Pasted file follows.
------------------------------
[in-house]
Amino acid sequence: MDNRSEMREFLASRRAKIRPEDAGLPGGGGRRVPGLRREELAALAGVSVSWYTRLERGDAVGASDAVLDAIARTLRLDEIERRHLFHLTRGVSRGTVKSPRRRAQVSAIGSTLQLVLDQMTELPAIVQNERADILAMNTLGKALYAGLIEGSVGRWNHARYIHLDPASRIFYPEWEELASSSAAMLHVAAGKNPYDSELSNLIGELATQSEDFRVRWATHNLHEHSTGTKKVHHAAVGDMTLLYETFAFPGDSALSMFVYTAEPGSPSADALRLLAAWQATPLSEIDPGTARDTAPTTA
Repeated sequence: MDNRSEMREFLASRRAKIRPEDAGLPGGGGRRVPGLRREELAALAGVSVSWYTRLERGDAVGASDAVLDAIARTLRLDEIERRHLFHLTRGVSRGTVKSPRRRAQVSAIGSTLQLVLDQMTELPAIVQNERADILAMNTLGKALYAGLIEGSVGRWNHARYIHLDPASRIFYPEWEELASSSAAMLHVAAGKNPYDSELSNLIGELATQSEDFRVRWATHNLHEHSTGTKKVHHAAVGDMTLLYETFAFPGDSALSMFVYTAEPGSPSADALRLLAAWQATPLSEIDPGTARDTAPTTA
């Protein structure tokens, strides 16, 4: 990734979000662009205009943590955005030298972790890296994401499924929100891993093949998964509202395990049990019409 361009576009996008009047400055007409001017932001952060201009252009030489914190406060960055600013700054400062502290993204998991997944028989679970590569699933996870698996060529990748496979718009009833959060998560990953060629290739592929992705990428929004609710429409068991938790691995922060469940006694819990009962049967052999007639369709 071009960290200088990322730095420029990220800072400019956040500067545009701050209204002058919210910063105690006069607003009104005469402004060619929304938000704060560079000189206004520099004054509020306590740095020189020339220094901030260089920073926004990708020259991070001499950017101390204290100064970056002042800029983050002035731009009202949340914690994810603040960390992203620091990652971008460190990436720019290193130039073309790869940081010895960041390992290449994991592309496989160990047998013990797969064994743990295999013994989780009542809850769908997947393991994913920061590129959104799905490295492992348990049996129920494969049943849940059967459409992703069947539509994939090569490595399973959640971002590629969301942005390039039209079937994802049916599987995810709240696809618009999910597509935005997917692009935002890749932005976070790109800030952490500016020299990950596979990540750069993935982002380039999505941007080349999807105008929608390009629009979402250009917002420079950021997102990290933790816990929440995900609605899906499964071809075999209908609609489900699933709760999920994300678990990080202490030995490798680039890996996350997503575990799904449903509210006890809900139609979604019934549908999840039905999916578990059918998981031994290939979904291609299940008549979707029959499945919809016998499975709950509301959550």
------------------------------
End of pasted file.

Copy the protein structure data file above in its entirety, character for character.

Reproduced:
[in-house]
Amino acid sequence: MDNRSEMREFLASRRAKIRPEDAGLPGGGGRRVPGLRREELAALAGVSVSWYTRLERGDAVGASDAVLDAIARTLRLDEIERRHLFHLTRGVSRGTVKSPRRRAQVSAIGSTLQLVLDQMTELPAIVQNERADILAMNTLGKALYAGLIEGSVGRWNHARYIHLDPASRIFYPEWEELASSSAAMLHVAAGKNPYDSELSNLIGELATQSEDFRVRWATHNLHEHSTGTKKVHHAAVGDMTLLYETFAFPGDSALSMFVYTAEPGSPSADALRLLAAWQATPLSEIDPGTARDTAPTTA
Repeated sequence: MDNRSEMREFLASRRAKIRPEDAGLPGGGGRRVPGLRREELAALAGVSVSWYTRLERGDAVGASDAVLDAIARTLRLDEIERRHLFHLTRGVSRGTVKSPRRRAQVSAIGSTLQLVLDQMTELPAIVQNERADILAMNTLGKALYAGLIEGSVGRWNHARYIHLDPASRIFYPEWEELASSSAAMLHVAAGKNPYDSELSNLIGELATQSEDFRVRWATHNLHEHSTGTKKVHHAAVGDMTLLYETFAFPGDSALSMFVYTAEPGSPSADALRLLAAWQATPLSEIDPGTARDTAPTTA
């Protein structure tokens, strides 16, 4: 990734979000662009205009943590955005030298972790890296994401499924929100891993093949998964509202395990049990019409 361009576009996008009047400055007409001017932001952060201009252009030489914190406060960055600013700054400062502290993204998991997944028989679970590569699933996870698996060529990748496979718009009833959060998560990953060629290739592929992705990428929004609710429409068991938790691995922060469940006694819990009962049967052999007639369709 071009960290200088990322730095420029990220800072400019956040500067545009701050209204002058919210910063105690006069607003009104005469402004060619929304938000704060560079000189206004520099004054509020306590740095020189020339220094901030260089920073926004990708020259991070001499950017101390204290100064970056002042800029983050002035731009009202949340914690994810603040960390992203620091990652971008460190990436720019290193130039073309790869940081010895960041390992290449994991592309496989160990047998013990797969064994743990295999013994989780009542809850769908997947393991994913920061590129959104799905490295492992348990049996129920494969049943849940059967459409992703069947539509994939090569490595399973959640971002590629969301942005390039039209079937994802049916599987995810709240696809618009999910597509935005997917692009935002890749932005976070790109800030952490500016020299990950596979990540750069993935982002380039999505941007080349999807105008929608390009629009979402250009917002420079950021997102990290933790816990929440995900609605899906499964071809075999209908609609489900699933709760999920994300678990990080202490030995490798680039890996996350997503575990799904449903509210006890809900139609979604019934549908999840039905999916578990059918998981031994290939979904291609299940008549979707029959499945919809016998499975709950509301959550």